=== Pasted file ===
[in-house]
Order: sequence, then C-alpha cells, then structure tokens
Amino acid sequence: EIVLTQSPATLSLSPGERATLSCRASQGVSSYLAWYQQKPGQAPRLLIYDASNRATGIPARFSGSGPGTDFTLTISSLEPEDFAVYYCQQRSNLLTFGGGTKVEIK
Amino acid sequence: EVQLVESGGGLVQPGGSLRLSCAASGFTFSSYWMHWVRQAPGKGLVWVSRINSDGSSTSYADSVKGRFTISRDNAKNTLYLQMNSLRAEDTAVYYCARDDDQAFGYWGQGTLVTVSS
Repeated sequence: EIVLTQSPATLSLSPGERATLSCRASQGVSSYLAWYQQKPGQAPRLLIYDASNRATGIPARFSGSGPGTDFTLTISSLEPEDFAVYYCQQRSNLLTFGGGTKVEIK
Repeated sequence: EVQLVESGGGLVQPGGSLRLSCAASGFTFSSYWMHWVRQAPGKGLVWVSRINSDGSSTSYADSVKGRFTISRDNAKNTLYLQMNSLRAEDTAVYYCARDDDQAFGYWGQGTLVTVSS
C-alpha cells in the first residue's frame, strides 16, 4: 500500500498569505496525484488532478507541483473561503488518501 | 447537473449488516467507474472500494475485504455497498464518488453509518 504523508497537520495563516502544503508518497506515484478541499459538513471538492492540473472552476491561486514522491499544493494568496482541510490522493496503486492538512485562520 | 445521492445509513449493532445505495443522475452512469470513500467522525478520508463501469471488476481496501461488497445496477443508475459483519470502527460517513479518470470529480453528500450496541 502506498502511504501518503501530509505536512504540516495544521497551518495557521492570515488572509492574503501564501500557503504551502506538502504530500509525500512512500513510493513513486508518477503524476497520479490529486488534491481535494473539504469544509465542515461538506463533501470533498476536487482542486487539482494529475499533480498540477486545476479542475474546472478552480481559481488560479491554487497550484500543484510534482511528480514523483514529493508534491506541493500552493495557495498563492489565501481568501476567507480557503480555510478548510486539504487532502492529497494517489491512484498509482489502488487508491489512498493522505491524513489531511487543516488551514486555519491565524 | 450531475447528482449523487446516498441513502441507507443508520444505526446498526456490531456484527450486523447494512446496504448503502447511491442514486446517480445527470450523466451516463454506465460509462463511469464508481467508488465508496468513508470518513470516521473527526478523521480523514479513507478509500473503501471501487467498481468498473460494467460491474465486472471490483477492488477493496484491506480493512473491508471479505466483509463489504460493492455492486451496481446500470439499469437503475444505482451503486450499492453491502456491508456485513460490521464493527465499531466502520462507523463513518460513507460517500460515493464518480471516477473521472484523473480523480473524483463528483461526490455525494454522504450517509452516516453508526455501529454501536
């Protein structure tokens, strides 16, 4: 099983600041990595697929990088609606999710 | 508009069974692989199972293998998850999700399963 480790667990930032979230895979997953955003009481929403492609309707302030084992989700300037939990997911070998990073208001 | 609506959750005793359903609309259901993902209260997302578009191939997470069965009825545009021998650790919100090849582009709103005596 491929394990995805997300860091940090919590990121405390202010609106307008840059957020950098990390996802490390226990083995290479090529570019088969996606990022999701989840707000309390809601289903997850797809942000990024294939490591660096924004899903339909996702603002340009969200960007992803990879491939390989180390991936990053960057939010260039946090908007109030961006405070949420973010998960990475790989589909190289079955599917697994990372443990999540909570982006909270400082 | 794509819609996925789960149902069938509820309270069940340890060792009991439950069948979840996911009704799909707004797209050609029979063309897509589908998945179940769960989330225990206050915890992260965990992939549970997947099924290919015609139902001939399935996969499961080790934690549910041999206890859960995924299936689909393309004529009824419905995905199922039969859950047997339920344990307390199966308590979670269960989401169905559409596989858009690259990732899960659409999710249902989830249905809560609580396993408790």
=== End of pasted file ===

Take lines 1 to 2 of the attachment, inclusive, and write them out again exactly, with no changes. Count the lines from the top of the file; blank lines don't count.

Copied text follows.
[in-house]
Order: sequence, then C-alpha cells, then structure tokens